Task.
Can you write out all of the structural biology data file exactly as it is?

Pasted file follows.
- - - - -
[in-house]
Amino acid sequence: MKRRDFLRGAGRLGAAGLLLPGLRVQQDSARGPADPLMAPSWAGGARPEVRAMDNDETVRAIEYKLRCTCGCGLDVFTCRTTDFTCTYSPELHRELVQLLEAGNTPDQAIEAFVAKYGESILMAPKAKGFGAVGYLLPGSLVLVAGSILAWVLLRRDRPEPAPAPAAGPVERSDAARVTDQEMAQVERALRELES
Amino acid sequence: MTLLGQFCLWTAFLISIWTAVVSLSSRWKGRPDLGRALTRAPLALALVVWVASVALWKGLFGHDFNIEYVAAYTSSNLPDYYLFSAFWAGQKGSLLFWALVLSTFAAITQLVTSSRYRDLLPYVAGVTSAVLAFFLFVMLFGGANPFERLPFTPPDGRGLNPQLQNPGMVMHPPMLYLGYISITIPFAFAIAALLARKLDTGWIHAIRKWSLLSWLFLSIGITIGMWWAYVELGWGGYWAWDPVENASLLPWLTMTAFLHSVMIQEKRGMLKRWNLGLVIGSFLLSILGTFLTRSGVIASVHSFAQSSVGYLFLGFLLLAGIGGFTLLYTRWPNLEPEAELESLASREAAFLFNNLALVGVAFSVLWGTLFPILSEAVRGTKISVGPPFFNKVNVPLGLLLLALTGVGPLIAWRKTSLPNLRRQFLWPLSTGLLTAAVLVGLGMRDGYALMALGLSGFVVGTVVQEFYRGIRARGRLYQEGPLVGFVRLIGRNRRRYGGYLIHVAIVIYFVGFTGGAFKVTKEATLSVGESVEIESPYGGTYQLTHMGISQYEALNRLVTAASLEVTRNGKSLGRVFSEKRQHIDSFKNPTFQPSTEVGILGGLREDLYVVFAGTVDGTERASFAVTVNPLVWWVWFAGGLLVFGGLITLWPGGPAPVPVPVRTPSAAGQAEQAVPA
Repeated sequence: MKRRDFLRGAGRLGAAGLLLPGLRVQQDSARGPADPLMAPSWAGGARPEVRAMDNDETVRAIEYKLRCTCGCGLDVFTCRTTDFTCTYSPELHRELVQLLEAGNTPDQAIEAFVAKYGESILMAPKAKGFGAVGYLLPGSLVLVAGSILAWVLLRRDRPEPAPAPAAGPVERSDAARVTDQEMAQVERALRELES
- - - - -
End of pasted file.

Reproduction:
[in-house]
Amino acid sequence: MKRRDFLRGAGRLGAAGLLLPGLRVQQDSARGPADPLMAPSWAGGARPEVRAMDNDETVRAIEYKLRCTCGCGLDVFTCRTTDFTCTYSPELHRELVQLLEAGNTPDQAIEAFVAKYGESILMAPKAKGFGAVGYLLPGSLVLVAGSILAWVLLRRDRPEPAPAPAAGPVERSDAARVTDQEMAQVERALRELES
Amino acid sequence: MTLLGQFCLWTAFLISIWTAVVSLSSRWKGRPDLGRALTRAPLALALVVWVASVALWKGLFGHDFNIEYVAAYTSSNLPDYYLFSAFWAGQKGSLLFWALVLSTFAAITQLVTSSRYRDLLPYVAGVTSAVLAFFLFVMLFGGANPFERLPFTPPDGRGLNPQLQNPGMVMHPPMLYLGYISITIPFAFAIAALLARKLDTGWIHAIRKWSLLSWLFLSIGITIGMWWAYVELGWGGYWAWDPVENASLLPWLTMTAFLHSVMIQEKRGMLKRWNLGLVIGSFLLSILGTFLTRSGVIASVHSFAQSSVGYLFLGFLLLAGIGGFTLLYTRWPNLEPEAELESLASREAAFLFNNLALVGVAFSVLWGTLFPILSEAVRGTKISVGPPFFNKVNVPLGLLLLALTGVGPLIAWRKTSLPNLRRQFLWPLSTGLLTAAVLVGLGMRDGYALMALGLSGFVVGTVVQEFYRGIRARGRLYQEGPLVGFVRLIGRNRRRYGGYLIHVAIVIYFVGFTGGAFKVTKEATLSVGESVEIESPYGGTYQLTHMGISQYEALNRLVTAASLEVTRNGKSLGRVFSEKRQHIDSFKNPTFQPSTEVGILGGLREDLYVVFAGTVDGTERASFAVTVNPLVWWVWFAGGLLVFGGLITLWPGGPAPVPVPVRTPSAAGQAEQAVPA
Repeated sequence: MKRRDFLRGAGRLGAAGLLLPGLRVQQDSARGPADPLMAPSWAGGARPEVRAMDNDETVRAIEYKLRCTCGCGLDVFTCRTTDFTCTYSPELHRELVQLLEAGNTPDQAIEAFVAKYGESILMAPKAKGFGAVGYLLPGSLVLVAGSILAWVLLRRDRPEPAPAPAAGPVERSDAARVTDQEMAQVERALRELES